January 7, 2015 by 250 Beers
I can easily recall fond memories from my late teens and early twenties when my friends and I would plan day trips over to France – and subsequently execute them with precision.
Day trippin’ to Calais from Dover or Folkestone didn’t cost much at all especially if there was a decent throng of mates to split the transport costs with. A cross-channel ferry as a foot passenger was the traditional mode of transport but more recently the channel tunnel would be a quicker option to make the 26 mile (42 kilometre) journey.
Highlights of our jaunts to Francais included practising the French language to French people rather poorly. I’m sure they really enjoyed watching us giggle. Many school children in England are taught French as a second language from an early age – even more so since the channel tunnel opened. It was pushed upon me as it was widely believed that the opening of the ‘Chunnel’ in 1994 would provide a constant flow of French people to the UK and vice versa. The British government insisted that we Brits needed to be able to communicate with our French counterparts. Pah.
To be honest, I didn’t really do too well in my final French exams. I passed with an ‘F’ grade. “F for French!” I joked to my parents. I doubt they were amused.
I got by on those day trips with the basics: yes, no, a few colours, how much?, a few numbers, a few swear words etc.
The stand-out highlight of those trips was lunch. Lunch at McDonalds. You know where this is going right? McDonalds restaurants in France sell beer. Hello!! (sorry, Bonjour!!)
Yep, in a terrible faux French accent I’d utter, “Un cheeseburger et grande fries et un Heineken s’il vous plaît.”
This roughly translates as, “One cheeseburger and large chips and a Heineken please.”
The basics I tell you, the basics are all you need to know in your late teens when in a country that sells beer at fast food stores.
I look back at my times as a scallywag with a smile on my face but now – as a responsible adult (BAHAHAHAHAHA!) – I wonder whether selling beer in restaurants that are heavily marketed towards children is actually a good thing.
Of course, I’m recounting my past in light of the news published just days ago that KFC have applied for a liquor licence at a brand new Parramatta (NSW) store.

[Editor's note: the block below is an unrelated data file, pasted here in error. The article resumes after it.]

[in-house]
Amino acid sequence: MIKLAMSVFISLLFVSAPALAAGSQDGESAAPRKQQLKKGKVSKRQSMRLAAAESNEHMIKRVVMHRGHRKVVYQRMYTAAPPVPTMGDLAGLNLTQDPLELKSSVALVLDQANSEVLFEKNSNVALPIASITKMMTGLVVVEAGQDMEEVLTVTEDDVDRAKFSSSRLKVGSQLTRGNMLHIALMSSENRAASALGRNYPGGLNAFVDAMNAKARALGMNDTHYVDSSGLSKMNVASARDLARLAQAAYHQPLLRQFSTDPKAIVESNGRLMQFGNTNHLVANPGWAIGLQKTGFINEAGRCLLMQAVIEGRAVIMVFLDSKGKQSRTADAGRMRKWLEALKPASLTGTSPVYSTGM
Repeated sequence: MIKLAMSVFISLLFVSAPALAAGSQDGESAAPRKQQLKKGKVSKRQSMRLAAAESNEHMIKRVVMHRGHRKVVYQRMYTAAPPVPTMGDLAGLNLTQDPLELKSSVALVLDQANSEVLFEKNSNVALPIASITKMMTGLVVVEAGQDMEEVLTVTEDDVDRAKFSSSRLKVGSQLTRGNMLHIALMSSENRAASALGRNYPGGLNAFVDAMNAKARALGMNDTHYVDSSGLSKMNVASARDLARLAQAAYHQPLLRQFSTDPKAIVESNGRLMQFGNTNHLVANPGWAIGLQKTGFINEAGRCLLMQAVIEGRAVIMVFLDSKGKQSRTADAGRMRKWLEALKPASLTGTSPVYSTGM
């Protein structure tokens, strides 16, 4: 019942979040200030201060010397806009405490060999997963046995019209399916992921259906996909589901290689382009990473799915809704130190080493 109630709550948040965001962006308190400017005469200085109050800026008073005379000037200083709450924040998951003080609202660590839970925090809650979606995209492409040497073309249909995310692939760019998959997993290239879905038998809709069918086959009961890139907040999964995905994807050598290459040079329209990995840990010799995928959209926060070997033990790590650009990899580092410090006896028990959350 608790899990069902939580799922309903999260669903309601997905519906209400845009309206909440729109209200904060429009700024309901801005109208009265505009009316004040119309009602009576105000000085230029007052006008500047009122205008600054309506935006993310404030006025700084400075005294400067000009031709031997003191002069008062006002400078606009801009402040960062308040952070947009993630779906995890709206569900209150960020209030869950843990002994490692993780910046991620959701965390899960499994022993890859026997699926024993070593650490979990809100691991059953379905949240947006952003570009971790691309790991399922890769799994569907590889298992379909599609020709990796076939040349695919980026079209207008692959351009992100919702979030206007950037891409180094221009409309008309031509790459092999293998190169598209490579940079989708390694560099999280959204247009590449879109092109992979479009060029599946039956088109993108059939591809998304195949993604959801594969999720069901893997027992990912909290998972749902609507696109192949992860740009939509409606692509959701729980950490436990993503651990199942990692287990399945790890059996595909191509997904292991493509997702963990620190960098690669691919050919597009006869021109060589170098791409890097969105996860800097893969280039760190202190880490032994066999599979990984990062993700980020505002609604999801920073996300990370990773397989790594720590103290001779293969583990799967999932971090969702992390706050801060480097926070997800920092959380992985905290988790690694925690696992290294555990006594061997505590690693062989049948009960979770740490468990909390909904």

There are lots of ifs, whys, whens and buts where McDonalds and France/England is concerned. I state that marketing and advertising of the golden arches brand is aimed at children – this is true in England. I cannot say for certain that it is the same in France. There are also cultural differences too. England – as a country – has a terrible, boozy reputation associated with it where as in France as well as other parts of Europe children are educated and brought up with more respect for alcohol. This could well play a pivotal role in why alcohol laws are more relaxed in France.
KFC selling alcohol in Australia is a big no-no for me. In our household, take-away food from the likes of McDonalds or KFC is a rarity. I think the food is generally shit (apart from in circumstances of extreme hangovers) but my children will have it every once in a while. To make a change. A one-off. Many parents will agree that the marketing of these and other fast food chains is soaked up by children so why do we need KFC to start selling beer and cider on their premises? Because they’re falling behind in sales that’s why. KFC is losing clientele to the likes of other fast food retailers that specialise in chicken (or ‘poulet’ – see, basics) such as Nando’s, Grill’d and Guzman y Gomez. These three already sell alcohol but they don’t market themselves at my children.
KFC’s website boasts a social responsibility with comments such as ‘We’re proud to support the careers of around 30,000 Australians in our system, particularly those of our young workforce…‘ Young? Best expose them to grog too then eh?
Furthermore, KFC sponsors the family oriented Big Bash Twenty20 cricket competition too. I wonder how many families nationwide will be a little bit pissed off with the news?
It should also be mentioned that Parramatta is home to one of Sydney’s finest craft breweries – Riverside Brewing Co (now minus Dave Budden – a great loss). What do you think the chances are of the new KFC store tapping a few kegs of Riverside? Highly unlikely is the answer. It’ll be mainstream lager from Lion no doubt. FACT: The distance between Riverside’s HQ and the new KFC store is less than 4 kilometres.
Even if KFC did end up serving Riverside’s ‘777’ double IPA in store I would still be against the concept in general.
When my children are old enough to become hipsters with beards they can choose to eat chicken wherever they like but until then I’m in the sensible corner and against the idea.
Finger lickin’ good? No.
Middle finger salute? Yes.
In saying all of this, I live in Queensland which is the nanniest of nanny states. There’s more chance of snow falling in Brisbane next Christmas than there is KFC ever being awarded a licence to sell beer here!